ORCHIDEE-PEAT (revision 4596), a model for northern peatland CO<sub>2</sub>, water, and energy fluxes on daily to annual scales

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TitleORCHIDEE-PEAT (revision 4596), a model for northern peatland CO<sub>2</sub>, water, and energy fluxes on daily to annual scales
Publication TypeJournal Article
Year of Publication2018
AuthorsQiu, C, Zhu, D, Ciais, P, Guenet, B, Krinner, G, Peng, S, Aurela, M, Bernhofer, C, Brümmer, C, Bret-Harte, S, Chu, H, Chen, J, Desai, AR, Dušek, J, Euskirchen, ES, Fortuniak, K, Flanagan, LB, Friborg, T, Grygoruk, M, Gogo, S, Grünwald, T, Hansen, BU, Holl, D, Humphreys, E, Hurkuck, M, Kiely, G, Klatt, J, Kutzbach, L, Largeron, C, Laggoun-Défarge, F, Lund, M, Lafleur, PM, Li, X, Mammarella, I, Merbold, L, Nilsson, MB, Olejnik, J, Ottosson-Löfvenius, M, Oechel, W, Parmentier, F-JW, Peichl, M, Pirk, N, Peltola, O, Pawlak, W, Rasse, D, Rinne, J, Shaver, G, Schmid, HPeter, Sottocornola, M, Steinbrecher, R, Sachs, T, Urbaniak, M, Zona, D, Ziemblinska, K
JournalGeoscientific Model Development
Date Publishedfeb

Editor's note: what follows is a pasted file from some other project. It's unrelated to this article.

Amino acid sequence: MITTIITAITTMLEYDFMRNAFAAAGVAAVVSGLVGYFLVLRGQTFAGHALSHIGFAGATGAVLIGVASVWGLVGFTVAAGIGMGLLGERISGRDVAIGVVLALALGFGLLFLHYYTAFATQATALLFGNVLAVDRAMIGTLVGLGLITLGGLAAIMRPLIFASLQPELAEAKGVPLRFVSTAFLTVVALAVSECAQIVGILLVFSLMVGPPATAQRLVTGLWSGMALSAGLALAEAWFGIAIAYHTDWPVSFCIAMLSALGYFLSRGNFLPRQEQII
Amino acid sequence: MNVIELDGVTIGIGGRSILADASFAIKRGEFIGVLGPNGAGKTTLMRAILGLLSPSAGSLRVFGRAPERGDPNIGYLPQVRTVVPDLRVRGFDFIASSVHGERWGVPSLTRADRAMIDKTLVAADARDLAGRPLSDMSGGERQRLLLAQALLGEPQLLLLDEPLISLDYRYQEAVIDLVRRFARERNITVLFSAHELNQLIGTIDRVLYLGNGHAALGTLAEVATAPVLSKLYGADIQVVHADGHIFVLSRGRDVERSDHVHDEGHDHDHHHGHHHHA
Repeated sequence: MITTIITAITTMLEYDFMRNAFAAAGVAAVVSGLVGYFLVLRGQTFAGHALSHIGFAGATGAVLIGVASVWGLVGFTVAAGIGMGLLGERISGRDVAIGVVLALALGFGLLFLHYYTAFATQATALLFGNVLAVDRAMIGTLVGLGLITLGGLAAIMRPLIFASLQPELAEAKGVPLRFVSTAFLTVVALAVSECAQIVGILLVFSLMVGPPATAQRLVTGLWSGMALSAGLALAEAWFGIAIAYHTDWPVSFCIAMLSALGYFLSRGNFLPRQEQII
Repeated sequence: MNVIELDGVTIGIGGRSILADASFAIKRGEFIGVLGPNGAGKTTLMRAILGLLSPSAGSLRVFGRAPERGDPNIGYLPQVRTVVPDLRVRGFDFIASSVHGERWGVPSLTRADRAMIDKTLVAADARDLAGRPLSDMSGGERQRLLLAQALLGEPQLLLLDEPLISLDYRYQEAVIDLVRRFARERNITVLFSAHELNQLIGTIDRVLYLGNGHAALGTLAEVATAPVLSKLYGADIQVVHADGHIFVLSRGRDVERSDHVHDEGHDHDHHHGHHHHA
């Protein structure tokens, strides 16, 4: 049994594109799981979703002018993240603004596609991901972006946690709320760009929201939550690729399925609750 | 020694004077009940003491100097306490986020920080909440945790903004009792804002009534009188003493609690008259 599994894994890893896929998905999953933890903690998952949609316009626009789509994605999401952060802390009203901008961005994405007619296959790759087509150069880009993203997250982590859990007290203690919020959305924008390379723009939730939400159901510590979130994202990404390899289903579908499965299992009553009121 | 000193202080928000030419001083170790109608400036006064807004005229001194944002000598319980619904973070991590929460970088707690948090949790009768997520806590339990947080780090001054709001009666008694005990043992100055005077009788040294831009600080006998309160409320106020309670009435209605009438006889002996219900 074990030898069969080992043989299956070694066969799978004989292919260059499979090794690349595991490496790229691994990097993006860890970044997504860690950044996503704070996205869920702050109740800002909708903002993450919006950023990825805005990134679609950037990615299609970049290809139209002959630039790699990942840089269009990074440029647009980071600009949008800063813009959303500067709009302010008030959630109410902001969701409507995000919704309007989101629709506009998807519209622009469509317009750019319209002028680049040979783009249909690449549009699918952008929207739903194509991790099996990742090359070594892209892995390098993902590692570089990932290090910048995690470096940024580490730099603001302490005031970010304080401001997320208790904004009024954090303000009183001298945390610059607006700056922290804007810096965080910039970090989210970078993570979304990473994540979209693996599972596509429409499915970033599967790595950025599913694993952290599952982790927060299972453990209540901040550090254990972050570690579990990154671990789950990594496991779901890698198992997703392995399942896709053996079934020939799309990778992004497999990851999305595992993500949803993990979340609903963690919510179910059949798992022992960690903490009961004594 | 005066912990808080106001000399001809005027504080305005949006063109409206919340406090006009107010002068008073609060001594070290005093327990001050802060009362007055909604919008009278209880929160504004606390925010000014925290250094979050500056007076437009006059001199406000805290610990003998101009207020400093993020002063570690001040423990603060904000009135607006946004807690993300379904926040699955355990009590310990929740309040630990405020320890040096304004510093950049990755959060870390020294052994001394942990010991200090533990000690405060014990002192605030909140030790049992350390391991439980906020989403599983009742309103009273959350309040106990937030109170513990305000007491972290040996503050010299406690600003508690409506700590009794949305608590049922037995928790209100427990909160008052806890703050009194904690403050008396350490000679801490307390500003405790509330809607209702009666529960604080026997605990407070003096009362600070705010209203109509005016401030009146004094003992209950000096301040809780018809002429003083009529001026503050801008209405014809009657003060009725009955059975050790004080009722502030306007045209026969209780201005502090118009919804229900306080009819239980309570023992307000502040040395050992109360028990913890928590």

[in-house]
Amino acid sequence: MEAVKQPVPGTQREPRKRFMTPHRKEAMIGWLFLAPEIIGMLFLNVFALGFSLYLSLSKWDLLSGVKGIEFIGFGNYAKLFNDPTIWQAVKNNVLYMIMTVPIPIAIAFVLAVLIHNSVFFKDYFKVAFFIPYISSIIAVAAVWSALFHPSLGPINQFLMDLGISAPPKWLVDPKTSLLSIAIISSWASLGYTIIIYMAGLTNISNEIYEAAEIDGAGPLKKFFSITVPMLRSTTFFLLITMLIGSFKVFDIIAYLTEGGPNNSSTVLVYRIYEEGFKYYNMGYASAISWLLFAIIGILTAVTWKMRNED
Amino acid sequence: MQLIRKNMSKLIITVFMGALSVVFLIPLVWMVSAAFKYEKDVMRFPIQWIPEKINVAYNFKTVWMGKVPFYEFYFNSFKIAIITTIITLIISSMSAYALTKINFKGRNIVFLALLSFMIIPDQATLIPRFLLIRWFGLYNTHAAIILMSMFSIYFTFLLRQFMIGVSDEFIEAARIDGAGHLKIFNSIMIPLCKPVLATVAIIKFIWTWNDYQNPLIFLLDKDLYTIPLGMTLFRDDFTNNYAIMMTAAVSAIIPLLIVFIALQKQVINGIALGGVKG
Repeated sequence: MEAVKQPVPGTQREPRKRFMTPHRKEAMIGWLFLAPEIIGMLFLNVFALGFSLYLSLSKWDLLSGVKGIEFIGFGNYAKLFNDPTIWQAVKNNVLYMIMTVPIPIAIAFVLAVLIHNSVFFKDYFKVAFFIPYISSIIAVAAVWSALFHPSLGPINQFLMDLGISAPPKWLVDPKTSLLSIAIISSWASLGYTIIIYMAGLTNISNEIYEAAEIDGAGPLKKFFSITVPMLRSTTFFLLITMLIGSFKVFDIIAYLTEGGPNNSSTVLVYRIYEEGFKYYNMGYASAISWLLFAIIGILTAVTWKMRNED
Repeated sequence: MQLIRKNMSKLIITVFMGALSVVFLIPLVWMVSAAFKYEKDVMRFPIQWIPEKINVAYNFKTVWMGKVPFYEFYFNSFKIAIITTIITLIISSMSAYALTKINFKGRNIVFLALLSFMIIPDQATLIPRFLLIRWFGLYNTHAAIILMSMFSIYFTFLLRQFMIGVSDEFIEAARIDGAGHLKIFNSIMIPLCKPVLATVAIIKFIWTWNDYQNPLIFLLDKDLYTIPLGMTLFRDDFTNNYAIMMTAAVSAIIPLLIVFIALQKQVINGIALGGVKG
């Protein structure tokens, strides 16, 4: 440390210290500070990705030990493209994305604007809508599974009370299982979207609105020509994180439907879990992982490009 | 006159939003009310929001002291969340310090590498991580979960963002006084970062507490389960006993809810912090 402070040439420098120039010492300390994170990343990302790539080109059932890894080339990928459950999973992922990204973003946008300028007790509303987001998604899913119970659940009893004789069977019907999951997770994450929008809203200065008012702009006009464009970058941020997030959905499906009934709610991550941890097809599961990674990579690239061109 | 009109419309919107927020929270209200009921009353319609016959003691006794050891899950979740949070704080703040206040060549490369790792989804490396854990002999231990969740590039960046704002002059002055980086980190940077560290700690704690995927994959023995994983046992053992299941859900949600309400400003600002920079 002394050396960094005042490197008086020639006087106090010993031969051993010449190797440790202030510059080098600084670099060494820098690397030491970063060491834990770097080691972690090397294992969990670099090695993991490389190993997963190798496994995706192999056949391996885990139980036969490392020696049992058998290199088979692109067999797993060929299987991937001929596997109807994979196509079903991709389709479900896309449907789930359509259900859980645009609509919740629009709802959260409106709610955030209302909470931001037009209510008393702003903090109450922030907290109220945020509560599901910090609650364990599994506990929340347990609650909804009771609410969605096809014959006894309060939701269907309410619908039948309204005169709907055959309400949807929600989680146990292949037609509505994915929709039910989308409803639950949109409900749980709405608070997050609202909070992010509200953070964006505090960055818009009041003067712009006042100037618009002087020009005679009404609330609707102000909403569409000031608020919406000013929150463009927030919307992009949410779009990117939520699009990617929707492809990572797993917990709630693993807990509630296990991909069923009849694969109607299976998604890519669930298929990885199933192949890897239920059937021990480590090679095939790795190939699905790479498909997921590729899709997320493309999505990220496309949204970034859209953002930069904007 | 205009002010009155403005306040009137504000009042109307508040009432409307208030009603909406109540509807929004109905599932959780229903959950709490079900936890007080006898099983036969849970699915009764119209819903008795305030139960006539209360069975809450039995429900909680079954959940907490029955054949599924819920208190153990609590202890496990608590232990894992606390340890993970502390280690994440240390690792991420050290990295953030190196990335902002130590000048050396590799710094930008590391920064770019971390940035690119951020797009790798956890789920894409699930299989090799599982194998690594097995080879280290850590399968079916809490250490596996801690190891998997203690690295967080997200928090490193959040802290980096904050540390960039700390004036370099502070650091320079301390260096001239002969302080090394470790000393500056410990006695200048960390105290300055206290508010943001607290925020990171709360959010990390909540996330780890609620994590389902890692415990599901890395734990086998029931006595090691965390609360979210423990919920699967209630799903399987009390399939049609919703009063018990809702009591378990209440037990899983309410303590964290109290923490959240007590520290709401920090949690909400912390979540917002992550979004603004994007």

Abstract. Peatlands store substantial amounts of carbon and are vulnerable to climate change. We present a modified version of the Organising Carbon and Hydrology In Dynamic Ecosystems (ORCHIDEE) land surface model for simulating the hydrology, surface energy, and CO2 fluxes of peatlands on daily to annual timescales. The model includes a separate soil tile in each 0.5° grid cell, defined from a global peatland map and identified with peat-specific soil hydraulic properties. Runoff from non-peat vegetation within a grid cell containing a fraction of peat is routed to this peat soil tile, which maintains shallow water tables. The water table position separates oxic from anoxic decomposition. The model was evaluated against eddy-covariance (EC) observations from 30 northern peatland sites, with the maximum rate of carboxylation (Vcmax) being optimized at each site. Regarding short-term day-to-day variations, the model performance was good for gross primary production (GPP) (r2 =  0.76; Nash–Sutcliffe modeling efficiency, MEF  =  0.76) and ecosystem respiration (ER, r2 =  0.78, MEF  =  0.75), with lesser accuracy for latent heat fluxes (LE, r2 =  0.42, MEF  =  0.14) and and net ecosystem CO2 exchange (NEE, r2 =  0.38, MEF  =  0.26). Seasonal variations in GPP, ER, NEE, and energy fluxes on monthly scales showed moderate to high r2 values (0.57–0.86). For spatial across-site gradients of annual mean GPP, ER, NEE, and LE, r2 values of 0.93, 0.89, 0.27, and 0.71 were achieved, respectively. Water table (WT) variation was not well predicted (r2